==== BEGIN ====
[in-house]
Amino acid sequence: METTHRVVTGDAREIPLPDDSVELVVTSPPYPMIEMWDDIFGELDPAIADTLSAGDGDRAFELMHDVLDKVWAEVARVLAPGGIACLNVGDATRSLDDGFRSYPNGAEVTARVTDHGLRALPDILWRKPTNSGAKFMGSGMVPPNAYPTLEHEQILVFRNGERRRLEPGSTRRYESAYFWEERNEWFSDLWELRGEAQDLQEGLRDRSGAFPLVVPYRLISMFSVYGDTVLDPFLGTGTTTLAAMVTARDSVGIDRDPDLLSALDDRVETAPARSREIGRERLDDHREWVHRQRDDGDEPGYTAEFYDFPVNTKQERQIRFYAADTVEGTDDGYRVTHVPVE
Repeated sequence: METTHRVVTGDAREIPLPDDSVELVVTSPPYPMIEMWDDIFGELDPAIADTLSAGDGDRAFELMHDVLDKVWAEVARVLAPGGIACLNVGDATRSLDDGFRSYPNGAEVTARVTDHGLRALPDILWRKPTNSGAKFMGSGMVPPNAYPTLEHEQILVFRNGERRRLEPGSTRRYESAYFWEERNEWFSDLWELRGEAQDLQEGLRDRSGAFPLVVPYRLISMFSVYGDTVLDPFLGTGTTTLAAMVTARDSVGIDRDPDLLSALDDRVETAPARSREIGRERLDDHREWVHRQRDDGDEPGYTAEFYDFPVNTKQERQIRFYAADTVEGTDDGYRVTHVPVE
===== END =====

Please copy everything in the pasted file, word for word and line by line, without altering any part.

[in-house]
Amino acid sequence: METTHRVVTGDAREIPLPDDSVELVVTSPPYPMIEMWDDIFGELDPAIADTLSAGDGDRAFELMHDVLDKVWAEVARVLAPGGIACLNVGDATRSLDDGFRSYPNGAEVTARVTDHGLRALPDILWRKPTNSGAKFMGSGMVPPNAYPTLEHEQILVFRNGERRRLEPGSTRRYESAYFWEERNEWFSDLWELRGEAQDLQEGLRDRSGAFPLVVPYRLISMFSVYGDTVLDPFLGTGTTTLAAMVTARDSVGIDRDPDLLSALDDRVETAPARSREIGRERLDDHREWVHRQRDDGDEPGYTAEFYDFPVNTKQERQIRFYAADTVEGTDDGYRVTHVPVE
Repeated sequence: METTHRVVTGDAREIPLPDDSVELVVTSPPYPMIEMWDDIFGELDPAIADTLSAGDGDRAFELMHDVLDKVWAEVARVLAPGGIACLNVGDATRSLDDGFRSYPNGAEVTARVTDHGLRALPDILWRKPTNSGAKFMGSGMVPPNAYPTLEHEQILVFRNGERRRLEPGSTRRYESAYFWEERNEWFSDLWELRGEAQDLQEGLRDRSGAFPLVVPYRLISMFSVYGDTVLDPFLGTGTTTLAAMVTARDSVGIDRDPDLLSALDDRVETAPARSREIGRERLDDHREWVHRQRDDGDEPGYTAEFYDFPVNTKQERQIRFYAADTVEGTDDGYRVTHVPVE